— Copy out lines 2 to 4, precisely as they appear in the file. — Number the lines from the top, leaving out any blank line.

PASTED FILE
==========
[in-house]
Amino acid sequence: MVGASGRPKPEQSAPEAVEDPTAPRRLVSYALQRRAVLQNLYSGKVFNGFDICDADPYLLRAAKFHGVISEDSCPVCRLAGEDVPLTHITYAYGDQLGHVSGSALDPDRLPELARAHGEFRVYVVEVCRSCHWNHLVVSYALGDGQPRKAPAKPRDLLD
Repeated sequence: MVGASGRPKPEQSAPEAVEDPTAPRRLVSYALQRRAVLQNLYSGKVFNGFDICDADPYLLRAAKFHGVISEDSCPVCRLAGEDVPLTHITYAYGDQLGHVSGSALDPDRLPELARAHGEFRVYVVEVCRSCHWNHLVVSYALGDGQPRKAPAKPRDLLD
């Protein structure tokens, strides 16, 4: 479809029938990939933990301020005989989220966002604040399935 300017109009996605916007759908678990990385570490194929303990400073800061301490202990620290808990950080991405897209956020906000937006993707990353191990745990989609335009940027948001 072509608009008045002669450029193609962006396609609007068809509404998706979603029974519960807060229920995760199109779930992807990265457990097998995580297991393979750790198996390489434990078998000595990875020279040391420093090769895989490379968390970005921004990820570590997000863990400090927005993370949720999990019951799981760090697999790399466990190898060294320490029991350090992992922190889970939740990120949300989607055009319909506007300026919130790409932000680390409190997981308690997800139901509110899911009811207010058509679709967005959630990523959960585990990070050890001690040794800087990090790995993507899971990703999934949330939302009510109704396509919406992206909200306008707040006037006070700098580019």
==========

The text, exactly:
Amino acid sequence: MVGASGRPKPEQSAPEAVEDPTAPRRLVSYALQRRAVLQNLYSGKVFNGFDICDADPYLLRAAKFHGVISEDSCPVCRLAGEDVPLTHITYAYGDQLGHVSGSALDPDRLPELARAHGEFRVYVVEVCRSCHWNHLVVSYALGDGQPRKAPAKPRDLLD
Repeated sequence: MVGASGRPKPEQSAPEAVEDPTAPRRLVSYALQRRAVLQNLYSGKVFNGFDICDADPYLLRAAKFHGVISEDSCPVCRLAGEDVPLTHITYAYGDQLGHVSGSALDPDRLPELARAHGEFRVYVVEVCRSCHWNHLVVSYALGDGQPRKAPAKPRDLLD
């Protein structure tokens, strides 16, 4: 479809029938990939933990301020005989989220966002604040399935 300017109009996605916007759908678990990385570490194929303990400073800061301490202990620290808990950080991405897209956020906000937006993707990353191990745990989609335009940027948001 072509608009008045002669450029193609962006396609609007068809509404998706979603029974519960807060229920995760199109779930992807990265457990097998995580297991393979750790198996390489434990078998000595990875020279040391420093090769895989490379968390970005921004990820570590997000863990400090927005993370949720999990019951799981760090697999790399466990190898060294320490029991350090992992922190889970939740990120949300989607055009319909506007300026919130790409932000680390409190997981308690997800139901509110899911009811207010058509679709967005959630990523959960585990990070050890001690040794800087990090790995993507899971990703999934949330939302009510109704396509919406992206909200306008707040006037006070700098580019």